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Copyright Enrico Massetti 2014
Published by Enrico Massetti
All Rights Reserved
Although it certainly has a thriving tourism industry, Ferrara is not on the typical foreign tourist's itinerary, which makes it perfect for those tourists who want to get off the beaten path of Venice-Florence-Rome and soak in some authentic northern Italian culture.
It's characterized by twisting medieval cobblestoned streets, a Duomo (cathedral) with a looming Gothic facade, and--best of all--a castle straight out of storybooks, complete with towers, moat, and drawbridges (that you can cross during the day).
Thanks to the d'Este family of astute art patrons, Ferrara contains many beautiful objects de Arte, but the genuine masterpiece is the city itself. Half medieval, half Renaissance, the dual cityscape was the vision of oligarch Ercole d'Este, who hired architect Biagio Rossetti to meld the newer section to the old seamlessly. This careful planning earned Ferrara the title of Italy's first "modern city." Today, its captivating, anachronistic ambiance is best explored on foot or by bicycle.
Ferrara: one of the most beautiful of Italian cities, was formerly the capital of the Estensi and has been resuscitated in modern times from the degrading decadence into which it fell with its inclusion into the Papal States.
Palazzo dei Diamanti
We enter through Porta Po and going down Corso Porta Po come to Corso Ercole I d’Este, a crossroad of glorious buildings: the Palazzo Prosperi-Sacrati, Palazzo di Biago and, above all, the fantastic Palazzo dei Diamanti, the architectural masterpiece of Biagio Rossetti (1492).
It was built for Sigismondo d’Este and today houses the splendid Picture Gallery which is of fundamental importance for an understanding of the Ferrarese school of painting (Cosme Tura, Ercole Roberti, Cossa, etc.), but also has works of Carpaccio and other Venetian artists.
Turning down the broad Corso Ercole I, amidst beautiful palaces and gardens, we come to the immense square Este Castle (1385), a marvel of medieval military architecture, completed over the following centuries and transformed into a luxuriously palatial residence, whose furnishings have unfortunately been dispersed: all that remains, to testify to its former splendor, are several beautiful frescoed rooms.
The interior of Este Castle has many ornate halls and rooms in the noble living quarters on the first floor.
Leaving the Castle, we go up Corso della Giovecca, turn off to the right to visit the beautiful Renaissance Church of San Francesco (15th century), and then just a little further on, the 15th century Casa Romei; (frescoes inside), one of the most beautiful houses of Ferrara.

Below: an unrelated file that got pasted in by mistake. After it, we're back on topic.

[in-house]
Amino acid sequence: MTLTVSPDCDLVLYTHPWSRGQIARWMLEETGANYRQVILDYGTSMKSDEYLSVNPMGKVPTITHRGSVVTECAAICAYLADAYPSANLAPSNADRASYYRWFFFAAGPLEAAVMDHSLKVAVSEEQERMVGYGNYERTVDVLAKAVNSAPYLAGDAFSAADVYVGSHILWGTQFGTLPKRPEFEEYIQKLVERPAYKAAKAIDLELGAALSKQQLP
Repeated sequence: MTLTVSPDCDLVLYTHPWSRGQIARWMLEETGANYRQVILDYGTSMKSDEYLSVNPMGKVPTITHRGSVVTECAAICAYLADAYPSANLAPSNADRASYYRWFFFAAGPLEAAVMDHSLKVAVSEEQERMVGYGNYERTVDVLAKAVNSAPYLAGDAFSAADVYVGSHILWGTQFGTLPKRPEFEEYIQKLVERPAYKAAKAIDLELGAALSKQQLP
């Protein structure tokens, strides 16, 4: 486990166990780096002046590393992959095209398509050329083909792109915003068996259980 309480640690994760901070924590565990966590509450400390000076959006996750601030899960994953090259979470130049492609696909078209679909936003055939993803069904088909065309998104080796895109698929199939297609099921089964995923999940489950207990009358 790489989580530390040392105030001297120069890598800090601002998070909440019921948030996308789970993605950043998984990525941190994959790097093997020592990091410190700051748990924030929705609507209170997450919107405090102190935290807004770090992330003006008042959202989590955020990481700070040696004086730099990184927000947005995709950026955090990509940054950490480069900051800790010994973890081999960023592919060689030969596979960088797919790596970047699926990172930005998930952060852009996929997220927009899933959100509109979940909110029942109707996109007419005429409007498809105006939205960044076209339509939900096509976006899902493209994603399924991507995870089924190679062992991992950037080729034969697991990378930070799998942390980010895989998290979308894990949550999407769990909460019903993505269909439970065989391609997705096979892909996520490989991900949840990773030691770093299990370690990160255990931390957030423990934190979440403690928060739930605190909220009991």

We return to Corso Giovecca to see the delightful Palazzina di Marfisa d’Este (1559), and across the road, the ancient St. Anne’s Hospital where Tasso was a patient.
Palazzo di Schifanoia
At the end of the Corso, we turn and walk along beside the walls, with their background of greenery, then down Via Scandiana, until we come to Palazzo di Schifanoia (1391-1465). It's famous for the Frescoes of the Months, one of the marvels of Italian Renaissance painting, and which still today testify to the luxurious and light-hearted court life of Duke Durso d'Este. In the adjoining Museum, among Renaissance bronzes and Greek and Etruscan vases, the sketch for Moses by Michelangelo stands out in importance.
Coming out of the Schifanoia Palace, we find immediately to our left the church of Santa Maria in Vatic, built by Biagio Rossetti and enhanced by essential paintings and a beautiful sanctuary. Turning down Borgo Vatic, we come to the Palazzo di Ludovico II Morn, Rossetti's masterpiece, which houses the Archaeological Museum, one of the richest in Italy for its Etruscan and Greek antiquities.
Continuing through the quaint streets of the old city, we reach the vast Piazza del Mercato at the side of the Romanesque Cathedral (1135). The architectural masterpiece of Wiligelmo, who designed it, and of the sculptor Nicole, with its elegant three-pointed facade and its interior, adorned with marbles and paintings: in the choir, there is an essential fresco of the Last Judgment by Bastianino, a follower of Michelangelo.
In the adjoining Cathedral Museum, there are paintings by Tura, a Madonna by Jacopo della Quercia, tapestries and magnificent miniatures. We should then visit the Palazzo Comunale, with its attractive Renaissance courtyard.
The cathedral of Ferrara dates from the 12th century and bears witness to all the historical periods of the city. The façade is divided into three sections; it was begun in Romanesque style, still visible in the lower part.
Notable are the St. George and the scenes from the New Testament above the central door, they are the work of the sculptor Nicholaus (1135).
The upper part was built some decades later in a Gothic style and besides the numerous small arches and the splayed mullioned windows presents an extraordinary Last Judgment by an unknown sculptor over the central loggia.
Two galleries and small columns of various shapes decorate the side facing Piazza Trento e Trieste. At ground level there is the Loggia of the Merchants, shops have occupied it since Medieval times.
Halfway along the south side, there is what remains of the Porta dei Mesi; it was demolished in the 18th-century. Some of its sculptures are conserved in the Cathedral Museum.
The imposing Renaissance campanile, in pink and white marble, is an unfinished work attributed to Leon Battista Alberti.
The brickwork apse, whose sober design is lightly embellished by terracotta arches and marble capitals, is the work of Ferrara’s top architect and town planner, Biagio Rossetti.